People’s hands change everything. If the change is pure, the purity permeates, naturally. Even if the change is not pure, this is finally forgotten by great purity. A process of planning, constructing, again planning and redeveloping a city is quite a natural phenomenon. Even if such plans are dominated by power and desire, they are merely happenings of an age and will be forgotten by great purity.


- Of the Kang, EunGoo Artist Note




Night for All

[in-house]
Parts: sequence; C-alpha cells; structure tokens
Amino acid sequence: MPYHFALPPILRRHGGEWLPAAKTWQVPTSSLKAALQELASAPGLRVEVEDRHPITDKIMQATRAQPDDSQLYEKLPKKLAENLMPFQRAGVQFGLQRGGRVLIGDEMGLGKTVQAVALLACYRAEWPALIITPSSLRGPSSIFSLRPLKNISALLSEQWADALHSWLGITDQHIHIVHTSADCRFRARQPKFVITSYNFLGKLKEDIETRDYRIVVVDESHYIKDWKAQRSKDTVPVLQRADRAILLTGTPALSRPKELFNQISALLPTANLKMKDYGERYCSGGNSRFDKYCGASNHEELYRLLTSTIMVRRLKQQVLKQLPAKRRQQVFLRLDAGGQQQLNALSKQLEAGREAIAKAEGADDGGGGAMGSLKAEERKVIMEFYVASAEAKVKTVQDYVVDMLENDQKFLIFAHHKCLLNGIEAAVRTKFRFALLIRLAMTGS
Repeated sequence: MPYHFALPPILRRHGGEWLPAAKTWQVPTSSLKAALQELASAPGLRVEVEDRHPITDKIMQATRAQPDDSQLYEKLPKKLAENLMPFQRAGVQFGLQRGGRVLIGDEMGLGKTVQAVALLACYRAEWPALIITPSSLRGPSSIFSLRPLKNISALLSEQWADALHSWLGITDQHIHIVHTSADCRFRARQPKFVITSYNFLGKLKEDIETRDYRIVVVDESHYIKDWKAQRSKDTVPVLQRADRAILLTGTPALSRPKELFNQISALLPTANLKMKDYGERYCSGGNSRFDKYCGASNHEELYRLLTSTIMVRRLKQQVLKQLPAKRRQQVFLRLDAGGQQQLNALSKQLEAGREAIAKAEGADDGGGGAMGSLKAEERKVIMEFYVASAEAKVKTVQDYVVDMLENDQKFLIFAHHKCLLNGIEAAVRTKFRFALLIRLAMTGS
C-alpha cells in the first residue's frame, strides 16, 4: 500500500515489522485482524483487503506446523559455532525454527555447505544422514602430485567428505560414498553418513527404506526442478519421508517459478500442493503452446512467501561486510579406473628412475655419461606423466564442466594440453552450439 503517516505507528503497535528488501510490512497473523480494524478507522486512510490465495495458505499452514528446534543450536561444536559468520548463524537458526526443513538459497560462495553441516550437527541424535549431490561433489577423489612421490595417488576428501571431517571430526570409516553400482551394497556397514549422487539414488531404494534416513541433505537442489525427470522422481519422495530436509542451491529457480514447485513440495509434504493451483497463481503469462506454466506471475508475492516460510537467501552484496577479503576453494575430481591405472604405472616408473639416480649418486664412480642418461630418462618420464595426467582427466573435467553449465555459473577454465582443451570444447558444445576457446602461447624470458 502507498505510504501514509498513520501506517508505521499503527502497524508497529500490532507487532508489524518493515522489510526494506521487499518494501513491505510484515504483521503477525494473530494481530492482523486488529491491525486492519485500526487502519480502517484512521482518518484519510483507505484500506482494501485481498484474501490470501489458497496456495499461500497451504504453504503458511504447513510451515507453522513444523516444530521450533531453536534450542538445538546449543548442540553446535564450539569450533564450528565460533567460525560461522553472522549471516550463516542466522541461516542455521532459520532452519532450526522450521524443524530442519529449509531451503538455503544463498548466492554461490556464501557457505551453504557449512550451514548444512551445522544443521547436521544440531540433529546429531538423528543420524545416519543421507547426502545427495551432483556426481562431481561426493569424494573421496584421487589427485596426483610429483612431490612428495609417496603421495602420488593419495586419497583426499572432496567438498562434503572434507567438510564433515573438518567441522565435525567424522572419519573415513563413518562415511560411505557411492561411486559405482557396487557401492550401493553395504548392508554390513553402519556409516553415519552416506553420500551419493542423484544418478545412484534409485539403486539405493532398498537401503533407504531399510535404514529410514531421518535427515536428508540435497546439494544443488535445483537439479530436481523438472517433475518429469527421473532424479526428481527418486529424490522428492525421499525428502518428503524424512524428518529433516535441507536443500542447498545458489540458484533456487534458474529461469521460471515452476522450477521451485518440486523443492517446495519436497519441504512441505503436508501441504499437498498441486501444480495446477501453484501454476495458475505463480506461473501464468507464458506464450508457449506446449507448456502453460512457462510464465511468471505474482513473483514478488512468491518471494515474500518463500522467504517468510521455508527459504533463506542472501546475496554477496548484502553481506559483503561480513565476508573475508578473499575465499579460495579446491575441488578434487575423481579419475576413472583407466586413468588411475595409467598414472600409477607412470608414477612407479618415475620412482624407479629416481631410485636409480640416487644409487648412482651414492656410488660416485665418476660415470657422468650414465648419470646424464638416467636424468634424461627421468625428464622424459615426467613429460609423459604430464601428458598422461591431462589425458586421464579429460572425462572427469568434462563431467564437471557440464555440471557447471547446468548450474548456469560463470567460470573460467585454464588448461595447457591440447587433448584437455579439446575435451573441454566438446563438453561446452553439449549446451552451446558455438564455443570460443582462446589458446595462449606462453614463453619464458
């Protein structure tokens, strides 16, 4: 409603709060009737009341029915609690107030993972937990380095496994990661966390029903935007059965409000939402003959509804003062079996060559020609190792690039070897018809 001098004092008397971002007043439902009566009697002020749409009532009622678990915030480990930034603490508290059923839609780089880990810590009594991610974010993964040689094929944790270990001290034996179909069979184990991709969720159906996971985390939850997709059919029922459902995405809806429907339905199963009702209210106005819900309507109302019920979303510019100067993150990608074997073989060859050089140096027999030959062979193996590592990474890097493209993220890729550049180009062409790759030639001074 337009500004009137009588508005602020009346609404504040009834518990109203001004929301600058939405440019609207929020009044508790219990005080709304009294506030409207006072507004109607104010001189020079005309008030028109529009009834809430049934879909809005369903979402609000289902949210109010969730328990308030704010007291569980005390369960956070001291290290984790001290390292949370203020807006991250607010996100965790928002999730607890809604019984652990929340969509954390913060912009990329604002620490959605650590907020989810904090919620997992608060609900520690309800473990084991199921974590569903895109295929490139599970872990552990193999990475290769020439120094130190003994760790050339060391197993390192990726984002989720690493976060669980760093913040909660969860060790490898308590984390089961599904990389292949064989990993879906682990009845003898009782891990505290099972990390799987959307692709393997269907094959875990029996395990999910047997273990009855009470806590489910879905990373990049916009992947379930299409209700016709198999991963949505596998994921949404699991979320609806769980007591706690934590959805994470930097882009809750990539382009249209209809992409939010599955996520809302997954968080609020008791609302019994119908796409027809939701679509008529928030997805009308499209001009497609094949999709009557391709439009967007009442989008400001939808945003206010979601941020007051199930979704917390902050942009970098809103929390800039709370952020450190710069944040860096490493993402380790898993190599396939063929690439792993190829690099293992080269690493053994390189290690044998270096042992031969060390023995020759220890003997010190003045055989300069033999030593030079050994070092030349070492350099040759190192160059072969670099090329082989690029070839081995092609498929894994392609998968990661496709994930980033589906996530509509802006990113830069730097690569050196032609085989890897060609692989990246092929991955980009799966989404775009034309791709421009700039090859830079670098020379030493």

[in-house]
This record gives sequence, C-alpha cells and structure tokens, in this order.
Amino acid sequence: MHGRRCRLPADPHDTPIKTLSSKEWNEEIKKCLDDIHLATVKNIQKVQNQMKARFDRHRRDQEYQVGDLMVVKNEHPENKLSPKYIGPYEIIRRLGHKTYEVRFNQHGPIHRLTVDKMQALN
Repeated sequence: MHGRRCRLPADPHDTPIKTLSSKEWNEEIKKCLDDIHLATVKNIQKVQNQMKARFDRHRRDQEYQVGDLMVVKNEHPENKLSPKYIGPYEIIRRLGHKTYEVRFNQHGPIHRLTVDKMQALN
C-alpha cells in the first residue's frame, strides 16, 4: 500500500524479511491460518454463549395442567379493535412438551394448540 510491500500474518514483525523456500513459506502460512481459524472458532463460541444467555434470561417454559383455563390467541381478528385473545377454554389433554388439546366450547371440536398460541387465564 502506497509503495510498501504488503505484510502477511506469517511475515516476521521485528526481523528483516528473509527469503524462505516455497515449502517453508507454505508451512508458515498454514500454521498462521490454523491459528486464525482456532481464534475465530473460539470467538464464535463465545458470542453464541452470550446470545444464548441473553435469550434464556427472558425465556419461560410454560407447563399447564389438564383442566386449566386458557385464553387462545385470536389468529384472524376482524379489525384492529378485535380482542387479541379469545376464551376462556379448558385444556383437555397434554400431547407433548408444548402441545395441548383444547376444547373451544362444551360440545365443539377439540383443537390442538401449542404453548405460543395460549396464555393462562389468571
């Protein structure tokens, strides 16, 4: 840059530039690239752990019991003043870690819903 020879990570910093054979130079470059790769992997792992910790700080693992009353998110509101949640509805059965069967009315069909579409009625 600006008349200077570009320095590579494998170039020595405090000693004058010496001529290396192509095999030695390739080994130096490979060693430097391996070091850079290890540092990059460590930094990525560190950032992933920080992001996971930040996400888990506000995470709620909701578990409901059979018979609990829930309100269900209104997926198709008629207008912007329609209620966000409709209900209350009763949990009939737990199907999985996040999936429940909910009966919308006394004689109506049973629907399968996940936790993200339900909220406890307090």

It is perhaps silly to ask an artist about what material means in his work. That is because for artists like Kang Eun-goo, who depict urban nights with the material of steel, it is not too much to say that steel is more than material: it is a frame to see reality or its trajectory. Kang’s art cannot be discussed without mentioning the material of steel. It would be the same if he engaged other work since for the artist steel is not material for his sculpture or composition but matter that is always in his struggle and life, filled with abundance by itself. The sound and smell aroused when cutting and moving steel in his father’s metal workshop in Cheonggyecheon, which he experienced as a child, have ironically turned into his internalized sense, hard to disregard or reject. This sense derives from an overlap of his will to fabricate something and his perception of reality, here and now. Through his work steel becomes a dark urban night and a gloomy space bearing light. As he suggests that metal is softer than we expect, and its color changes according to humidity and temperature, Kang creates an urban night, transforming steel into layers in a pop-up style. Like the material of steel, the landscape of ‘urban night’ is one he has desired to know even though it is hard to answer. The urban night he has consistently concentrated on becomes ‘Night for All’ in this exhibition. At a glance, his work looks abundant and fantastic with lighting and mood smearing out from between steel structures. In the show however, Kang tries to reply, and he doubts if the nights he looks at and faces ever become ‘nights for all’. The urban nightscapes that seemed cozy look like real situations in multiple layers. A redevelopment area in Ahyeon-dong, Seoul, unidentified high-rising buildings, and steel fences between them wriggle to showcase another concealed drama. The artist says that he intends to present ‘urban gloominess’ and ‘his critical ideas’ as something ‘more beautiful’, paradoxically addressing steel through a process of architectural design. The suffering he underwent as an urban dweller whenever moving his studio and the rain-swept rainbow he saw during midsummer are his experience and departure point of his work. In this sense, familiarity coexists with unfamiliarity in the urban night Kang portrays. A city’s day and night, its growth and decline are hidden in every urban scene in his work. A cityscape fabricated with metal and light is repeated in a rectangular frame. Under close examination however, high-rise buildings standing perilously, and unknown religious icons depicted with steel 1mm wide reveal diverse gaps. Is the city, whose light is about to turn off, and whose light is about to brighten? Kang brings an abridged Eulji-ro back alley scene of the shops with the half-opened shutters to the exhibition. There are those spending a night while making something in a small space cut off by the shutters from the exterior in the back of the urban nightscapes illustrated with steel.